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Understanding The Value Of Your Record Collection

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You've got hundreds of vinyl records and you feel like your collection has to be worth some real money. Sadly, that's probably not the case. Assessing record value is an interesting prospect because while most are worth very little, some rare records can be worth hundreds or even thousands of dollars.

Common Rules About Record Value

For a record to have any value, it has to be in pretty new or in "like new" condition. This means the record must have few, if any, scratches, shouldn't be dirty, and the sleeve should lack stains or creases. Typically, the most valuable records are rock and roll, jazz, and blues records made in the 50s and 60s. Usually, records made before or after that time period are less valuable.

The reason for this is simple: supply and demand. Records during this period are simply in more demand than those that lie outside this period and were also pressed in lower numbers. As a result, the low supply and the high demand makes them valuable.

Why Some Records Are Worth More

Records beyond this time period may have higher prices if they are, for whatever reason, rare. For example, promo records pressed in very low numbers typically fetch high prices, regardless of condition (though better conditions naturally fetch higher prices). Colored or picture vinyl records are typically worth more as well, as the process to print them makes them more expensive and they are typically rare or promotional albums. Don't be fooled, though, by high priced vinyl you might find in record shops: these higher prices are often for newly printed vinyl, not vintage stuff.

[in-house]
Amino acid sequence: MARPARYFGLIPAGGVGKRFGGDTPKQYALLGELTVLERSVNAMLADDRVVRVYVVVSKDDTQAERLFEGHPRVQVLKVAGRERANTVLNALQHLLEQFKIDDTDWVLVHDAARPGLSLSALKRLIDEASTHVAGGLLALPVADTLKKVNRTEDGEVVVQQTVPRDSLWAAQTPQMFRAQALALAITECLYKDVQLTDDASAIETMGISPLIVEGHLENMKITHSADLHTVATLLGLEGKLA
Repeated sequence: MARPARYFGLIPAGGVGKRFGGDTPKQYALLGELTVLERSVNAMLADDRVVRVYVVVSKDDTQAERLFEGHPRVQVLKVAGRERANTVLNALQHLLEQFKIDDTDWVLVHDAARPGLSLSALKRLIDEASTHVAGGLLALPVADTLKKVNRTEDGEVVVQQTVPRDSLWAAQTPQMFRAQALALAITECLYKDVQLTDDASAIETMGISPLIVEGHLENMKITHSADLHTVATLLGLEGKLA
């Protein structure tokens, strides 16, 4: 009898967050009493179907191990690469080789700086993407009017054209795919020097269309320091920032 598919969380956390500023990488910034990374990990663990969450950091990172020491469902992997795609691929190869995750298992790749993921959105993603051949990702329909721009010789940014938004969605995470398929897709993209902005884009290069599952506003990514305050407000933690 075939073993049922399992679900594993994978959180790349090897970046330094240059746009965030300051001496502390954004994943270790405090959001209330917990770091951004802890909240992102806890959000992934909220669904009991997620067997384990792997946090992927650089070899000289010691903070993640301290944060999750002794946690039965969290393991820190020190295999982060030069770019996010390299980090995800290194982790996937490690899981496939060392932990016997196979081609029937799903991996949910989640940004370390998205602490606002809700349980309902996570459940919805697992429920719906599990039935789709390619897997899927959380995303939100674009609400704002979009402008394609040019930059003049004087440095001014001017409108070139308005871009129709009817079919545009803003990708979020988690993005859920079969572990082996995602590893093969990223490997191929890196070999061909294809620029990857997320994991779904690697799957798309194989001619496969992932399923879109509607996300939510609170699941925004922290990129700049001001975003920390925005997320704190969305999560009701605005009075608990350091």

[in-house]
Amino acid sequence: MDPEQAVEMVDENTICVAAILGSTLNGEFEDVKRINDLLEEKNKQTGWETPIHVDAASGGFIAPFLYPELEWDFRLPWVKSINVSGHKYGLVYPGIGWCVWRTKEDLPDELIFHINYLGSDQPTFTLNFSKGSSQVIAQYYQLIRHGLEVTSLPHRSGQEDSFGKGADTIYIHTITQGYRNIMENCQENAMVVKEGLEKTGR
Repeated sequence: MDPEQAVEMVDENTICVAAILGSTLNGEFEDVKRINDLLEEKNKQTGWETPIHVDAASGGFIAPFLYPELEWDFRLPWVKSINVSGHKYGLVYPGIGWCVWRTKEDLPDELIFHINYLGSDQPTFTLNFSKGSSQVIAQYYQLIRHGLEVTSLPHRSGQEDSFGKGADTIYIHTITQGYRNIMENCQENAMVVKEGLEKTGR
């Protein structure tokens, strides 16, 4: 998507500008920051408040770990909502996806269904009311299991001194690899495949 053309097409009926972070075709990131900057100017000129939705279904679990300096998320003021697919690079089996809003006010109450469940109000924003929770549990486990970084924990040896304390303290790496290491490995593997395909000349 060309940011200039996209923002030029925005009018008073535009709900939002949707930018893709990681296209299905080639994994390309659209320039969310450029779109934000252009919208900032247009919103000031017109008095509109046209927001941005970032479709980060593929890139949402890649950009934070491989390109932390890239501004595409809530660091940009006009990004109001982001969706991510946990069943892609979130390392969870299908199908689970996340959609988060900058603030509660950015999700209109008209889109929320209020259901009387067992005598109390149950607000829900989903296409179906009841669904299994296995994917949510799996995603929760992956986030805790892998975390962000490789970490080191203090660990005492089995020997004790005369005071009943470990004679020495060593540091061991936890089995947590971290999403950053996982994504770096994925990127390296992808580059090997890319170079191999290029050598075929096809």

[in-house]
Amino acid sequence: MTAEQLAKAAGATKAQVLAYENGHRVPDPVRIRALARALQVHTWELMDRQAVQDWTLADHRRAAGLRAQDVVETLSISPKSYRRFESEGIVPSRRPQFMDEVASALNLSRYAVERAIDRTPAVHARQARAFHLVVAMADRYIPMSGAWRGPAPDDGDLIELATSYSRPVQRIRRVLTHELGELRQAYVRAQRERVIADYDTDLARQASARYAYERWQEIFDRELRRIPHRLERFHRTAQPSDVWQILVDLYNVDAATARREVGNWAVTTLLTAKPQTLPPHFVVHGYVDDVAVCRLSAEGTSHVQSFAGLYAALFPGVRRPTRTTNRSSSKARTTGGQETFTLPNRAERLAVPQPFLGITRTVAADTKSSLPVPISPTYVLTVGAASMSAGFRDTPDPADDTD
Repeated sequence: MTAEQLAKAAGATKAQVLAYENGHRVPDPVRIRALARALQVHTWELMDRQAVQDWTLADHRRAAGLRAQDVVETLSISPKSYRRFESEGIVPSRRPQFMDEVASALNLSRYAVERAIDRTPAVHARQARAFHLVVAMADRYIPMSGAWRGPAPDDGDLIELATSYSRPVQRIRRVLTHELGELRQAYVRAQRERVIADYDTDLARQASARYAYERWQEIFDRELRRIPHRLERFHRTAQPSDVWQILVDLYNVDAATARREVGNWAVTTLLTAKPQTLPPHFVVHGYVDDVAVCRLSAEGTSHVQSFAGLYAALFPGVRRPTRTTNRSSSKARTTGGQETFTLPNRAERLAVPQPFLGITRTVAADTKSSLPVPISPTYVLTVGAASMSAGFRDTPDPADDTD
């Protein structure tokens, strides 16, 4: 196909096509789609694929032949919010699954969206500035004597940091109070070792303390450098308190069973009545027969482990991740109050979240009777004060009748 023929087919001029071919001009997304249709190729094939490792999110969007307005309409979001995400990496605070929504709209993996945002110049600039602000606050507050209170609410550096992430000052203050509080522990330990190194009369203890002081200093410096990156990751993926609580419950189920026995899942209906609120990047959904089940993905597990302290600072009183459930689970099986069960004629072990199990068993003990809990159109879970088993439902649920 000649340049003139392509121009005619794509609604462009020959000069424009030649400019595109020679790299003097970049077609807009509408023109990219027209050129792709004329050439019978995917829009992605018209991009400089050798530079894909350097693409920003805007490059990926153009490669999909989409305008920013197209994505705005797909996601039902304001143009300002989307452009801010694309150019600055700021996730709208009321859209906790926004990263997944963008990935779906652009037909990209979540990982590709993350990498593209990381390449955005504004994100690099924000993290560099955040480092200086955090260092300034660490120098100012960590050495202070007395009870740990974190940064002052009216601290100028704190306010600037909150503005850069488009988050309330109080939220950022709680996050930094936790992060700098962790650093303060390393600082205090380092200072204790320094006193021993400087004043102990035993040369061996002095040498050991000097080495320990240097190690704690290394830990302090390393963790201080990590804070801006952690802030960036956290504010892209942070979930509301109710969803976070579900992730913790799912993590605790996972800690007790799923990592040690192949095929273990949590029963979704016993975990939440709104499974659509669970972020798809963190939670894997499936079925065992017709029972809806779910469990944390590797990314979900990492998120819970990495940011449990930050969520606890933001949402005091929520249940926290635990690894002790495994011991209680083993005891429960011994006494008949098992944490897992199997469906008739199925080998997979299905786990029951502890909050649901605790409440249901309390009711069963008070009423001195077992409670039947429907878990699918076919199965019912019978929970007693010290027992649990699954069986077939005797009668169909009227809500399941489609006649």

Valuing Your Collection

Unless your collection has some truly rare records, it's not likely worth more than a few pennies per record. That doesn't mean that you can't get a good sale price on your records. Often, selling in bulk is your best value here. You may be able to entice a buyer through the sheer size of your collection, and selling 100 records for $100 is more than possible, especially if you keep the sleeves in good shape.

Before doing that, though, it's worth checking out some free record pricing sites. Sites like these can value your records and give you a better idea of their individual worth. Then you can sell them individually to potentially make even more money.

Selling your records in this way will require a lot more work than selling them in bulk, but it is ultimately the best way to make the most money. The cool thing is that you might even discover you own a rare record without even knowing it. For more information, contact companies like Everybody's Records.